First job was selecting the best locations for the Fast Clocks.
We determined that with the layout configuration, that one in each of the 4 corners of the room would suffice. Operators will be able to view a clock with a small turn of the head from anywhere in the layout room.
I had purchased 4 of these clocks and controller from GML Enterprises based upon a suggestion  from Trevor. He'd bought some from them before and was very pleased. I prefer the look of these clocks over digital clocks. They look "railroady" and it is 1951 in my basement. Long before digital clocks were in vogue.

The other major project was getting the train order board in Jarvis functional. At first I wasn't going to have functioning train order boards, but as I've been thinking about operations more and more, I've come to realize that they are essential.
I'd already purchased train order boards from Tomar, and they offer an accessory for actuating the train order board itself. The unit is based upon a Tortoise slow motion machine with Circuitron linkages and a little electronics magic.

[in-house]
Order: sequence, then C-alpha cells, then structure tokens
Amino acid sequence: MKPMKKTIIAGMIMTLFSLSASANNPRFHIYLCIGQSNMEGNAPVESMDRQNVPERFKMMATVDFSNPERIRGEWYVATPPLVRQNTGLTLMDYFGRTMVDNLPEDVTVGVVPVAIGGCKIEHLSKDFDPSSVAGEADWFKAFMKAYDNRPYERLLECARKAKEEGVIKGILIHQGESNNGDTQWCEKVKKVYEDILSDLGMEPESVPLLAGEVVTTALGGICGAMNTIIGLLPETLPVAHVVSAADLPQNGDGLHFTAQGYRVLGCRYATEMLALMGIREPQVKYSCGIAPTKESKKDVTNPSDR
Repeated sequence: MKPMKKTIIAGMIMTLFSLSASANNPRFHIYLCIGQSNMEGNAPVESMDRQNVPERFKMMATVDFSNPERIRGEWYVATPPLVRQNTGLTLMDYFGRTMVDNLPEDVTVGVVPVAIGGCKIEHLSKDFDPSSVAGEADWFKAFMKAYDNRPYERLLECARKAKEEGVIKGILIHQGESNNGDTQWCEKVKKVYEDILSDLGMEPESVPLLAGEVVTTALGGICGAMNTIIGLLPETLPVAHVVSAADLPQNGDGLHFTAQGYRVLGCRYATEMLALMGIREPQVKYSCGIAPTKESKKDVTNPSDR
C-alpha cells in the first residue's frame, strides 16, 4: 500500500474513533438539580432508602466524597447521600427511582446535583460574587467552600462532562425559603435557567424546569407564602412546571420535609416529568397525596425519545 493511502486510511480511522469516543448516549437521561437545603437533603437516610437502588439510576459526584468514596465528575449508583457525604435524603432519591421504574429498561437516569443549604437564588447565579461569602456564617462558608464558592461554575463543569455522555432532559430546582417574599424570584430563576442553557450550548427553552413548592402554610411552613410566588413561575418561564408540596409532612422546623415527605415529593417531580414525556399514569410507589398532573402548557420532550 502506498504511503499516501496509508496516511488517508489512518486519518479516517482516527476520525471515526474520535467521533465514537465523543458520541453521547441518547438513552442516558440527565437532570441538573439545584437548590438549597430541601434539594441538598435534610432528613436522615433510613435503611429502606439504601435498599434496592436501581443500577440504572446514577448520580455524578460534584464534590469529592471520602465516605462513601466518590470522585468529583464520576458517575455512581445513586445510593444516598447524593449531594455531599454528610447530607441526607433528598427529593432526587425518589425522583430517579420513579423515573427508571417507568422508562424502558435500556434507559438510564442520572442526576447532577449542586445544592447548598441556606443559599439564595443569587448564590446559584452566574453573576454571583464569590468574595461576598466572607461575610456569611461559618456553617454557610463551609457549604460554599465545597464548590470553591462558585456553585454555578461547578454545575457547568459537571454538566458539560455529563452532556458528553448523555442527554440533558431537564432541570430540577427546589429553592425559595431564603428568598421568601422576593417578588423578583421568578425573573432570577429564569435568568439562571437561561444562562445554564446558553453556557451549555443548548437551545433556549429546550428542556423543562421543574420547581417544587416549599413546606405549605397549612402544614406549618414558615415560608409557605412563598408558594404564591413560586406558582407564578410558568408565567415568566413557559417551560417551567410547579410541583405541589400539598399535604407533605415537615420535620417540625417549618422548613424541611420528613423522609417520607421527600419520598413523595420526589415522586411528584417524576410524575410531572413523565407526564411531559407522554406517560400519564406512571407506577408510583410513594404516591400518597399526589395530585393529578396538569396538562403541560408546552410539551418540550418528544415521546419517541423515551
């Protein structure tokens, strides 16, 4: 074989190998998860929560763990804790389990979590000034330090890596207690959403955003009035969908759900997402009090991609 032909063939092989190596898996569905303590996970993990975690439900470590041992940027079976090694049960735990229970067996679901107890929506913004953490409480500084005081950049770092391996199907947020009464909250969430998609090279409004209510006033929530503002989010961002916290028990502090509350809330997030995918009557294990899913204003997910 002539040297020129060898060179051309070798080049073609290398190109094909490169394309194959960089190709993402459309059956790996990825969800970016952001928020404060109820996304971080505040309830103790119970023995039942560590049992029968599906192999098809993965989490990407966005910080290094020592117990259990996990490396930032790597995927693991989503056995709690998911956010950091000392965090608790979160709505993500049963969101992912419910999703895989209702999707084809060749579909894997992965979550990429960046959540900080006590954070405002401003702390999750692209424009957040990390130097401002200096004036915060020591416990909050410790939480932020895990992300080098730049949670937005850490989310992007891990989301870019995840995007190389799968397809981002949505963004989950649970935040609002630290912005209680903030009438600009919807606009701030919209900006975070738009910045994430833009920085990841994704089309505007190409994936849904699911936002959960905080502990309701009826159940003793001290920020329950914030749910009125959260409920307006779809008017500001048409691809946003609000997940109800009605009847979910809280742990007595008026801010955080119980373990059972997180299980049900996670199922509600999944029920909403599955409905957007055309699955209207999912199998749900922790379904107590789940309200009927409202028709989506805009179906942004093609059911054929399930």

While a tad fiddly to install, the system works as advertised. We spent about 3 hours all together getting the units working. With the first one done later units should go faster. (Famous last words)

I use a 3 position rotary switch to control the position of the train board. Once the fascia is painted, there will be labels for indicating which position is which along with eastbound vs westbound.
 No orders in both directions.

 Form 19 orders for the westbound.

 Form 19 orders for the eastbound.

 Form 31 orders for the eastbound.

Form 31 orders for the westbound.
It's starting to feel like a railroad down there!

Thursday, June 13, 2013

What is the life span of a compressor?

Apparently, about 400 resin cars!